Industry Revolution 4.0 or IR4.0 is a name representing the current trend of automation and data exchange in manufacturing technologies. It includes cyber-physical systems, the Internet of things, cloud computing and cognitive computing. Industry 4.0 creates what has been called a "smart factory". Within the modular structured smart factories, cyber-physical systems monitor physical processes, create a virtual copy of the physical world and make decentralized decisions.
Over the Internet of Things, cyber-physical systems communicate and cooperate with each other and with humans in real time, and via the Internet of Services, both internal and cross-organizational services are offered and used by participants of the value chain.

It all started with the Industrial Revolution, when the world was first introduced to steam power, mechanization and factories that marked the new era of modernization. The enablers were no other than the world’s powerful imperialists, the British that cultivated their growing interest in scientific investigation and invention – creating endless opportunities and jobs for their people.

As time progressed, the rapid growth of technology sparked the Second Industrial Revolution, taking mankind to the age of electricity. As demand grew, many new products were invented and significant developments were made in the structure of mass production. The third epoch of the Industrial Revolution – better known as the Digital Revolution – began decades after World War II, welcoming the advent of computers and the initial stages of automation – subtly substituting manpower in assembly lines with robots and machineries.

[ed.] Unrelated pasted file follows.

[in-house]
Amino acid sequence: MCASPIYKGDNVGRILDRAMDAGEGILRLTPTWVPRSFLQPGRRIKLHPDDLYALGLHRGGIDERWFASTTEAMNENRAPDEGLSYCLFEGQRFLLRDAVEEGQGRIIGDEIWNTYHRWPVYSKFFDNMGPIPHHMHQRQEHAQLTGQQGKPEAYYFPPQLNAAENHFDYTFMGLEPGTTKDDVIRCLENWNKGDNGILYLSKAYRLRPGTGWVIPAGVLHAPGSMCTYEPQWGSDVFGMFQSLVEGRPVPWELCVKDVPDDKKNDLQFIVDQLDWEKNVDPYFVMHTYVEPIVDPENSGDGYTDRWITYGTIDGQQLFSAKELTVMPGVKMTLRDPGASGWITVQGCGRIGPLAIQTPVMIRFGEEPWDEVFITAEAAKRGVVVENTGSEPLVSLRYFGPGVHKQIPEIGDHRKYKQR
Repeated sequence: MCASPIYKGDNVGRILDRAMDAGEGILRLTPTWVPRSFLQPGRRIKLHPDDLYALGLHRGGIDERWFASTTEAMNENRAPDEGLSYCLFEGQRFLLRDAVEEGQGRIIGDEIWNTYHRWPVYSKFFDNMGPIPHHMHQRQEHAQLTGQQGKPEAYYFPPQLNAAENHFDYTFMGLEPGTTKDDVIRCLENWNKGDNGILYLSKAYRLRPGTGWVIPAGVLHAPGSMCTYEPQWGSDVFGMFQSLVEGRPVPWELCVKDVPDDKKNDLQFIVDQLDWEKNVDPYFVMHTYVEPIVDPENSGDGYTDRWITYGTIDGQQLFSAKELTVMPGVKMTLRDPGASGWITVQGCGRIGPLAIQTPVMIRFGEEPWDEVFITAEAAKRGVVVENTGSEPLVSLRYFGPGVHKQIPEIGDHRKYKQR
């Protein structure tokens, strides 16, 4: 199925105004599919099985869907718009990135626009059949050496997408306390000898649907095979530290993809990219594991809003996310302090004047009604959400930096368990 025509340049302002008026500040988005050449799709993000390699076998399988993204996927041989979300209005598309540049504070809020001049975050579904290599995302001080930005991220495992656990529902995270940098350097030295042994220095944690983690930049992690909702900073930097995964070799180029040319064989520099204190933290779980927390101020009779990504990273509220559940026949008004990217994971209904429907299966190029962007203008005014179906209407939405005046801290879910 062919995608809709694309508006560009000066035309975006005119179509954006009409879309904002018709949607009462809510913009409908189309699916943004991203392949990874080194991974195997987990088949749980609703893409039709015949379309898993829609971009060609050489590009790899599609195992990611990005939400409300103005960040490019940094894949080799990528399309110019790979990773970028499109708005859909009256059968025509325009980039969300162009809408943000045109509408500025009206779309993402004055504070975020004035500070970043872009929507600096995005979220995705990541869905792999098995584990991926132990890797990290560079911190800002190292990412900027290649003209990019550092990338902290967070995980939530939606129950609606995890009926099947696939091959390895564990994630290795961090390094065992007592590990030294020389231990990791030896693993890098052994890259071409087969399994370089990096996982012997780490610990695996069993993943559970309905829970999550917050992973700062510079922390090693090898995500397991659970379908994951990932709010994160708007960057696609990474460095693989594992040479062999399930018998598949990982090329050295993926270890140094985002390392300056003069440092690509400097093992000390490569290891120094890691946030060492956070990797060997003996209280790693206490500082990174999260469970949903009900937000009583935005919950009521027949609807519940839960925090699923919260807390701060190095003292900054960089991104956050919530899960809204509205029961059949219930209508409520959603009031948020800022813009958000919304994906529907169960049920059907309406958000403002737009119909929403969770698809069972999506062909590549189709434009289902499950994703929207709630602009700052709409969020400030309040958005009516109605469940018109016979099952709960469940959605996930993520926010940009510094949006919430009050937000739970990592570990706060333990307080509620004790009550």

Organizations are willing to pay the mammoth expense in the hopes of fortifying their influences and positions in the multifaceted industrial ecosystems. Indeed, most industries always begin at Industry 2.0. In contrast to Germany that employs advanced automation, China has managed to climb the modernization ladder with its high dependence on low cost labour. Following its rapid and massive vicissitudes in demographics and economics, the younger generation is opting out of cheap labour work. The most apparent solution for China to sustain their rank as an industrial powerhouse is to shift their traditional manufacturing practices towards contemporary computerized machines and robots – that will be implemented in the Made in China 2025 plan.


With the advent of IR4.0 upon the ASEAN region, Knowledgecom supports the development of human capital through the different tracks to upgrade skills and knowledge in the areas of Big Data, Cloud Computing, the Internet of Things (IoT), Cyber Security and Artificial Intelligence (AI).

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